Kerala Kalamandalam

Kerala kalamandalam initiative of Vallathol Narayana Menon in 1930 at Cheruthury have amajor role in reviving Mohiniattom. In Kalamandalam along with Kathakali Mohiniattom also got encouragement.Vallathol when decided to start Mohiniattom classes at Kaalamandalam was in search of a suitable person as trainer and found out Kalyanikuttiy amma who was a student under Appekkat Krishnapanikkar.Vallatthol took the initiative to revive Mohiniattom changing many sampradayas( methods) used at that time in Daasiattam. The more modest and structured dance form of Mohiniattom derived like that. Vallathol asked Kalyanikutty Amma to make the movements swift and enchanting . Another change brought in to Mohiniattom was positioning the master (Trainer) and orchestra to one side of the stage. Till that time the trainer used to move along the dancer reciting the slokaa .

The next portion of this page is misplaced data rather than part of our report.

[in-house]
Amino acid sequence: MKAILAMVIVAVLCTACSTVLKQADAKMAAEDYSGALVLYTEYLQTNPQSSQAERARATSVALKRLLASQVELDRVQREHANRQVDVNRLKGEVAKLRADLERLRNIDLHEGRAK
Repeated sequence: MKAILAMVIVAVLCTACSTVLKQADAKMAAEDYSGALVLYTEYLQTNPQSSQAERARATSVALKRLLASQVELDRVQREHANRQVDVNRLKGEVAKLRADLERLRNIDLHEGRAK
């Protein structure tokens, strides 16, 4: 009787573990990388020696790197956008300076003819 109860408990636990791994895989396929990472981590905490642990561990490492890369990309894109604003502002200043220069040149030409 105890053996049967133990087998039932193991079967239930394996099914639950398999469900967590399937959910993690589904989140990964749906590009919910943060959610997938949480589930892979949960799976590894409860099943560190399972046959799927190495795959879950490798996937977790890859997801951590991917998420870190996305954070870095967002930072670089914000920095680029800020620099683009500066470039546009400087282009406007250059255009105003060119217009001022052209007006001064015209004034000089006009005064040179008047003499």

Mohiniattom is the dance from which give emphasis to Lasya( Grace) so the movements are enchanting .Cholkkettu,Jathiswaram,Padam,Padvarnam, Thillana are the major types of Mohiniattom usually performed . Chollkketuu is the dance praising of God Shiva and Parvathi. Lasya (Grace) is prime in this form. The keertthanas or slokas are to be meaning fully expressed through movements and gestures of hand body, eyes, legs and head. While moving from one situation to another ( Adavu) “chari” to be done. Chari is the name for moving backward. This is also a peculiarity of Mohiniattom.